NUANUA MY MATERNAL GRAND MOTHER WAS A MAN
(Stories of My Life: Victor Oyinkepreye Isereke)
At a tender age I moved with my mum and some of my siblings to Tuomo as my parents had agreed at that time for her to stay with her parents for some time while my dad left Ogulagha to find greener pastures; my elder sibling Roland did not come with us as he stayed behind with my uncle Nelson and his family at Ogulagha. This move by my parents terminated our chances of living together as a nuclear family under one roof ever again as my dad passed on in the year 1998 without fulfilling his pledge to come back for us with lots of goodies so we can live together as a family again.
My father did visit from time to time with lots of goodies especially during the Xmas holidays; we usually had two or three pairs of clothes for the yearly Yuletide whenever my dad sent his packages, one pair tailored by the then famous fashion designer Mr. Paul, who happened to be my dad’s best pal alongside “Dawain Teacher” and “Kolu Teacher”. My mum usually contract Mr. Paul to design cloths for us whenever she is not certain if my dad would show up or send goodies across as their was no phones at the time to speak with loved ones with ease; the other pair of clothes is usually some oversized or undersized but expensive clothes sent across by my dad usually on the eve of Xmas.
If such clothes are smaller than me or my siblings all we do is cry and forfeit same to whoever it fits but if they are oversized no one dear try to fit it to your size as you have to fold them to size and use them thereafter my mum would quickly wash them and put it in her special camphor laden cloths-case signifying the last time we would see those set of clothes until the next Xmas or a special church occasion within the year; as we ar never sure of the next delivery from my dad.
There was a year we were expecting my dad to arrived with our Christmas package from Portharcourt where he worked with Marine Department of Eagle Cement. It is four days or thereabouts after the day we expected him to arrive Tuomo he finally showed up to a huge celebration. The story is that there was an attempt kidnap him alongside other passengers of the vehicle he boarded but that they were able to abandon their car alongside all the clothes he had bought for us and escaped their intended abductors into the bush who trailed them into the forest making them miss their way until they finally made it out of the forest after about three days. Though my dad bought clothes for us at Tuomo but as a child I kept questioning myself if my dad was actually kidnapped or it was only a ploy to trick us to settle for the non special clothes he got for us at Tuomo. The only conviction I had was that my mum kept crying and praying for his safety during that ordeal.
The highlights of my stay in Tuomo were the times my dad visited us from the city as such moments brought the the best of feelings in me as a child as my soft spoken dad used such moments to tutor my siblings and I on who a man is expected to be and the need for a man to work hard to fend for his family.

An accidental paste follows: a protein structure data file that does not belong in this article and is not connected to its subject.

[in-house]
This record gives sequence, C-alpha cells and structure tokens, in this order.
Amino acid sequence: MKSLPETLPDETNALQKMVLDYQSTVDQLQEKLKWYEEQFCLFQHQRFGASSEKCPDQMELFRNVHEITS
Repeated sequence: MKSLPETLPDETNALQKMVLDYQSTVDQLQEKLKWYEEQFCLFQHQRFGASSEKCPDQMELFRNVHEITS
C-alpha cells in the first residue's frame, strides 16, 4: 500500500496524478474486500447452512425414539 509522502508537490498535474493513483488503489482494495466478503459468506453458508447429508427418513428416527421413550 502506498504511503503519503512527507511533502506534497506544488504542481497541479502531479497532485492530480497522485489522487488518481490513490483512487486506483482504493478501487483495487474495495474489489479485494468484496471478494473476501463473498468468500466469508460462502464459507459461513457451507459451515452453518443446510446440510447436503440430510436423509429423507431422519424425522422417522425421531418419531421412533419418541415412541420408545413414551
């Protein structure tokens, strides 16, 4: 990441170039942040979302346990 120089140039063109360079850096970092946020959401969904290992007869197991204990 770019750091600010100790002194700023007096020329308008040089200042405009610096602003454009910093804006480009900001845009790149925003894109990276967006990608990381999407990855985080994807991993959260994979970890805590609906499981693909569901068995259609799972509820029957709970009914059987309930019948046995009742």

Whenever my dad was not around the next father figure that filled the gap was my dear maternal grand mother, Nuanua.
While a few person called her Nuanua or Miyebranimighan everyone else both old and young alike, inclusive of my mum called her “Opuma” meaning grand mother. I keep wondering why my mum would call her own mum grand mother. But Nuanua deserved all the respect and love my mum accorded her because Nuanua acted as though she was the husband of my mum saddled with the responsibility to providing for us; as my grand mum treated us and all her grand children as though we were the very singular responsibility she has been saddled with from heaven.
She earned the respect of everyone including her mates who also called her Opuma. She endeared herself to the hearts of everyone by ensuring that everyone around her shared from her fish and and farm harvest each time she returned from the farm or from a fishing trip.
She stocked woods in ban-like manner in the rainy season which she shares with everyone around to use throughout the dry season.
She always had several “gide” (woven basket) full of smoked fishes and drums full of fresh fishes during the rainy season which she ensured everyone shares from until the rains return.
She had bans of yam, stored coco yam (mama coco), plantain and other farm produce from her several farms which she sell for our upkeep and shared with everyone around for our daily upkeep.
Nuanua my dear grand mother was a man because she inspired me like a father inspired his child to be hardworking and upright.
Nuanua my grand mother was a man because she protected and fended for me like a father would protect and fend for his child.
Nuanua my grand mother is my hero because she saved my life when I was born premature (7 months) without an incubator by an inexperienced mum at Obuguru Community; it was her sudden appearance from the blues that led to my survival (it’s a story for another day).
A couple of days before Nuanua passed she assured me when we spoke on phone that everything was going to be fine, appreciated me and all her grandchildren for the love we have shown her and in her usual manner thought me some life lessons stressed on the need to uphold our family ties and care for one another as a family.
Nuanua was a man and I am pleased heaven spared her to live for 104 years before she was called home.
Stories of my Life By: Victor Oyinkepreye Isereke